In order to make flight more environmentally friendly, as well as save money on fuel, one Europe’s largest airlines, easyJet, has revealed plans for a zero emissions hydrogen fuel system for its aircraft.
The hybrid plane could save about 50,000 tons of fuel each year, as well as the Co2 emissions that go along with it.
The hybrid concept was developed with the help of students from Cranfield University, who participated in a competition to outline what air travel might look like in 20 years.
easyJet’s hybrid concept plane employs a hydrogen fuel cell stowed in the aircraft’s hold. This zero-emissions system allows energy to be captured as the aircraft brakes on landing and is used to charge the system’s lightweight batteries when the aircraft is on the ground.
The energy can then be used by the aircraft – for example when taxiing – without needing to use the jet engines. According to easyJet, 4% of its annual fuel consumption is used while taxiing, the equivalent of 4 million miles.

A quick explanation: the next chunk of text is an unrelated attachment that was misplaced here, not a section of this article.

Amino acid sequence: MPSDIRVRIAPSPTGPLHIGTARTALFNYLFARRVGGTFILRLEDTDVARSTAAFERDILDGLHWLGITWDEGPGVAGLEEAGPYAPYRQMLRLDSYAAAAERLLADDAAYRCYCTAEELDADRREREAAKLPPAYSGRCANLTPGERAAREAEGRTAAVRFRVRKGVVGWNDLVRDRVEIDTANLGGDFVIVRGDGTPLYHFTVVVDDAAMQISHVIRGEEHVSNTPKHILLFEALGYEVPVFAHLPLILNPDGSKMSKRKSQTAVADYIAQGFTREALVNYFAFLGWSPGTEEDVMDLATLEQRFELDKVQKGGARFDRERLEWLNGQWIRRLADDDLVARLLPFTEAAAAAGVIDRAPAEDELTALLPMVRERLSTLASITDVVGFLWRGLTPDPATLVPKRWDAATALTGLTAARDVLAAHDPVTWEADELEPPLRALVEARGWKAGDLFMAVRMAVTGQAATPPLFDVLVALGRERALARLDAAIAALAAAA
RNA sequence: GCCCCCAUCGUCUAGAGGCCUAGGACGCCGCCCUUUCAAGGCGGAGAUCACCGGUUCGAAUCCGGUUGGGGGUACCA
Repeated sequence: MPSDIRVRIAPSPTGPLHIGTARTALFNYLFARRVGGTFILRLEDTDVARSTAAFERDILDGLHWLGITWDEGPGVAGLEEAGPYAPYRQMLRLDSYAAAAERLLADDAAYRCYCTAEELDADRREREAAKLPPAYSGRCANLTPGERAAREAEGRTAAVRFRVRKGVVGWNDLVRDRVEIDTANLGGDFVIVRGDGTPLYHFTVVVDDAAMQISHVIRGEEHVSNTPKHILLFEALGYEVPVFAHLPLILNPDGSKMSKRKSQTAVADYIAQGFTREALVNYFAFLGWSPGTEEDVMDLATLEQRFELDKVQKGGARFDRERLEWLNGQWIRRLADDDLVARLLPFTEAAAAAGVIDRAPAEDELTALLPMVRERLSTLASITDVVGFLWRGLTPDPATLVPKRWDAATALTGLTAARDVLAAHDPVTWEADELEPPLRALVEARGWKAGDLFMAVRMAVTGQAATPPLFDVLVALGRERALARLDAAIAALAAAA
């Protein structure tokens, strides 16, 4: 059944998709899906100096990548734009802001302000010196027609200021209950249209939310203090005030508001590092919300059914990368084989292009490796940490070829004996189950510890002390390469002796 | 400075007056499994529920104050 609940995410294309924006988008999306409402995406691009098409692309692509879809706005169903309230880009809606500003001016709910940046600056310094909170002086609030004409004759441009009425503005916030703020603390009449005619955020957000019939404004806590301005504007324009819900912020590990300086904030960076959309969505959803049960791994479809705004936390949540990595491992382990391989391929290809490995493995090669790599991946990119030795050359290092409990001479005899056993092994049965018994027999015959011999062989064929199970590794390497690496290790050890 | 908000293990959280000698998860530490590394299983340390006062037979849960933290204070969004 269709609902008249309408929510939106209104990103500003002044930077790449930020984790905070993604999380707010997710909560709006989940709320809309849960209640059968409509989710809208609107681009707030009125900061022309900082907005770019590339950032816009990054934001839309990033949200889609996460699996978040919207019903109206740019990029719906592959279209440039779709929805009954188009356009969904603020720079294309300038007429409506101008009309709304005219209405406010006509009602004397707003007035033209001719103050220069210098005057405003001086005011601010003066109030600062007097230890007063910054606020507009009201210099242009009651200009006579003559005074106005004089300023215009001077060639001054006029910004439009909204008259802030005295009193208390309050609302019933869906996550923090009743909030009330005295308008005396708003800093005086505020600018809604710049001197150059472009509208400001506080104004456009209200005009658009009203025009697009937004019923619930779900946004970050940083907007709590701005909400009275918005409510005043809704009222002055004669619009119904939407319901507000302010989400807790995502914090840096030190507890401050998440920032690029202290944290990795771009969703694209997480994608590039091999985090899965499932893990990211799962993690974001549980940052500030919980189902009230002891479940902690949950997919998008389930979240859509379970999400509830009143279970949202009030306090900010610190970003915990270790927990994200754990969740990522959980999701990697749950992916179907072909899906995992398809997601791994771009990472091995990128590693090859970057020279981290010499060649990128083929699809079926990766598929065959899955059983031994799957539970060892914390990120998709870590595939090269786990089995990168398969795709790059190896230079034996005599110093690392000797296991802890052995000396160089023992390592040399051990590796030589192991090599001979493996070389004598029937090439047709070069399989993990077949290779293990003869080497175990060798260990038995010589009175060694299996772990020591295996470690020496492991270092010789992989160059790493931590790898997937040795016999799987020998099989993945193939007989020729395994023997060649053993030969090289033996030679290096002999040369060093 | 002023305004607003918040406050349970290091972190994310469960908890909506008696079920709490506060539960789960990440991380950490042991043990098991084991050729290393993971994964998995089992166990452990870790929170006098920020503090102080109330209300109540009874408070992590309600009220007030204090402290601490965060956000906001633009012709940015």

Each aircraft would also come equipped with motors in their main wheels.Pilots would have complete control over the aircraft’s speed, direction, and breaking during taxiing with the help of electronics and system controllers. The system would also reduce the need for tugs to navigate aircraft in and out of stands, which would make turnaround more efficient.
The entire plane would produce only one waste product — fresh, clean water which could be used to refill the aircraft’s water system throughout the flight.
easyJet will now work with its industry partners and suppliers to apply the cutting edge technology much sooner with a trial set to take place later this year.
easyJet, in an effort to reduce its passengers’ carbon footprint, has set new targets for 2020 which will see a reduction of 7% over the next five years compared to emissions today, which are 81.05 grams CO2 per passenger kilometer.